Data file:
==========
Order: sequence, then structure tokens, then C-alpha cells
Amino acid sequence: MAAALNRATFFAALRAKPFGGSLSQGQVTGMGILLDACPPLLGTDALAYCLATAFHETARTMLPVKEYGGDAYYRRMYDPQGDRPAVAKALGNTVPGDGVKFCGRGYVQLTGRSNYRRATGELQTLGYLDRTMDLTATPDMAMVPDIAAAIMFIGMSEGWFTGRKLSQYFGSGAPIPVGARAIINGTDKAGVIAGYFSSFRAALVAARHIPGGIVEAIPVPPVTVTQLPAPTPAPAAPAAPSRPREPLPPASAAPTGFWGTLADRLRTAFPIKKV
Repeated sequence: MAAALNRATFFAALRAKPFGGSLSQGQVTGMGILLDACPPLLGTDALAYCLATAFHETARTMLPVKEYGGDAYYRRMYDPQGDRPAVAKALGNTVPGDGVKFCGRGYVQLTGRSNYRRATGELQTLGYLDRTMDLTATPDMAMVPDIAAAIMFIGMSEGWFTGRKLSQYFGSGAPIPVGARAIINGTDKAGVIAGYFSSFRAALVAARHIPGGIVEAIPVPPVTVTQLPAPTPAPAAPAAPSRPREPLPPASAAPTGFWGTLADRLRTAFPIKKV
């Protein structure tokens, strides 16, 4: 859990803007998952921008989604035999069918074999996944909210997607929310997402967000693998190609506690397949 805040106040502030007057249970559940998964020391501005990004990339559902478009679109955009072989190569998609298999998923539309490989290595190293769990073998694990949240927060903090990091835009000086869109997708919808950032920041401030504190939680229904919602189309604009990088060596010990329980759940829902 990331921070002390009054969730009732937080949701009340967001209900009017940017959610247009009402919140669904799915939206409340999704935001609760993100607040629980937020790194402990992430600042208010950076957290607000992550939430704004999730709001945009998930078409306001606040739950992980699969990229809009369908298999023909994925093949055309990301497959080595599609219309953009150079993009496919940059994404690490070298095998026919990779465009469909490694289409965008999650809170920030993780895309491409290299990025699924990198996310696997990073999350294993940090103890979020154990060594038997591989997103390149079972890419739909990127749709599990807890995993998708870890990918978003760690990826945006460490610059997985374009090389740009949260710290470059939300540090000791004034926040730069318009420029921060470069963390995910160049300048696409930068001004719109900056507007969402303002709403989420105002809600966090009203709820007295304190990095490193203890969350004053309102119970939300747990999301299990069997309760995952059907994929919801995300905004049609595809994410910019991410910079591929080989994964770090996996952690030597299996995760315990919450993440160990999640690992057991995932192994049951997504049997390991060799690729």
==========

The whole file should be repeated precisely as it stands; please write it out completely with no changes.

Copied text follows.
Order: sequence, then structure tokens, then C-alpha cells
Amino acid sequence: MAAALNRATFFAALRAKPFGGSLSQGQVTGMGILLDACPPLLGTDALAYCLATAFHETARTMLPVKEYGGDAYYRRMYDPQGDRPAVAKALGNTVPGDGVKFCGRGYVQLTGRSNYRRATGELQTLGYLDRTMDLTATPDMAMVPDIAAAIMFIGMSEGWFTGRKLSQYFGSGAPIPVGARAIINGTDKAGVIAGYFSSFRAALVAARHIPGGIVEAIPVPPVTVTQLPAPTPAPAAPAAPSRPREPLPPASAAPTGFWGTLADRLRTAFPIKKV
Repeated sequence: MAAALNRATFFAALRAKPFGGSLSQGQVTGMGILLDACPPLLGTDALAYCLATAFHETARTMLPVKEYGGDAYYRRMYDPQGDRPAVAKALGNTVPGDGVKFCGRGYVQLTGRSNYRRATGELQTLGYLDRTMDLTATPDMAMVPDIAAAIMFIGMSEGWFTGRKLSQYFGSGAPIPVGARAIINGTDKAGVIAGYFSSFRAALVAARHIPGGIVEAIPVPPVTVTQLPAPTPAPAAPAAPSRPREPLPPASAAPTGFWGTLADRLRTAFPIKKV
């Protein structure tokens, strides 16, 4: 859990803007998952921008989604035999069918074999996944909210997607929310997402967000693998190609506690397949 805040106040502030007057249970559940998964020391501005990004990339559902478009679109955009072989190569998609298999998923539309490989290595190293769990073998694990949240927060903090990091835009000086869109997708919808950032920041401030504190939680229904919602189309604009990088060596010990329980759940829902 990331921070002390009054969730009732937080949701009340967001209900009017940017959610247009009402919140669904799915939206409340999704935001609760993100607040629980937020790194402990992430600042208010950076957290607000992550939430704004999730709001945009998930078409306001606040739950992980699969990229809009369908298999023909994925093949055309990301497959080595599609219309953009150079993009496919940059994404690490070298095998026919990779465009469909490694289409965008999650809170920030993780895309491409290299990025699924990198996310696997990073999350294993940090103890979020154990060594038997591989997103390149079972890419739909990127749709599990807890995993998708870890990918978003760690990826945006460490610059997985374009090389740009949260710290470059939300540090000791004034926040730069318009420029921060470069963390995910160049300048696409930068001004719109900056507007969402303002709403989420105002809600966090009203709820007295304190990095490193203890969350004053309102119970939300747990999301299990069997309760995952059907994929919801995300905004049609595809994410910019991410910079591929080989994964770090996996952690030597299996995760315990919450993440160990999640690992057991995932192994049951997504049997390991060799690729």